Paroemion

An Introduction to Paroemion

Paroemion (derives from Greek combination para “near” and homoios “like”), is an extensive case of alliteration in which every or nearly every word in a sentence begins with the same consonant sounds. This is also known as head rhymeOpens in new window or initial rhymeOpens in new window and in some cases used as a synonym for alliterationOpens in new window.

Notable Examples of Paroemion
  • This mischievous Money makes many men marvelous mad.
  • When friendly favour flourished, I found felicity.
  • “The delicious doughnut drew delicate designs, drizzling delectable damson drops down Dave’s duck-down vest. “Darn!” Dave declared dragging his dripping dukes across the dreadfully delightful disaster.”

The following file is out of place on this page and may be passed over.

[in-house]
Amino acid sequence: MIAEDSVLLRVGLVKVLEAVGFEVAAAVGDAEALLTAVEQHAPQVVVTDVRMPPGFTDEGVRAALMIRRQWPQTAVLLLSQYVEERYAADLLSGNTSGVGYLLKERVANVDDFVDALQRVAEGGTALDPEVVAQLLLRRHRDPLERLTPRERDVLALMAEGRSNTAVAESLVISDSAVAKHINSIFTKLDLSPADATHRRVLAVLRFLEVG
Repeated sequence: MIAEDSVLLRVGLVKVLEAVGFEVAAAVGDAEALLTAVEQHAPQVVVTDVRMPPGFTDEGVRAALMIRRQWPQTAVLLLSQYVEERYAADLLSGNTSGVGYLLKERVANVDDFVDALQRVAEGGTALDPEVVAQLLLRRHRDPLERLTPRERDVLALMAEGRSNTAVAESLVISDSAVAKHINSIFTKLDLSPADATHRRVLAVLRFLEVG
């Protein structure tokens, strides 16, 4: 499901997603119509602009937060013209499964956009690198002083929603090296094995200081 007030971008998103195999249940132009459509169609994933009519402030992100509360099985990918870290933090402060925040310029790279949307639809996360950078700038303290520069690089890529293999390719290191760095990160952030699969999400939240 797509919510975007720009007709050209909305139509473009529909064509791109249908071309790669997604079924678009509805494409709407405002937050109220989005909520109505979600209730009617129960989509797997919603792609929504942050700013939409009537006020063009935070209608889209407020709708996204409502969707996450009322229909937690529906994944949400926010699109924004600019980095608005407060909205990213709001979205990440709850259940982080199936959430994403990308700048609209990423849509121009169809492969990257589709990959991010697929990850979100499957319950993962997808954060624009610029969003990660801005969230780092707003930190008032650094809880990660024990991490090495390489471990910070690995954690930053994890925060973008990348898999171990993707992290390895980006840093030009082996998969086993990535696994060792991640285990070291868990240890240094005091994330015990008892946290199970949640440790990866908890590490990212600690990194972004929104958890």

• She walked and wandered out of the way, weeping and wailing upon her woeful wound.
Further Readings:
Wikipedia | Paroemion Opens in new window
Silva Rhetoricae | Paroemion Opens in new window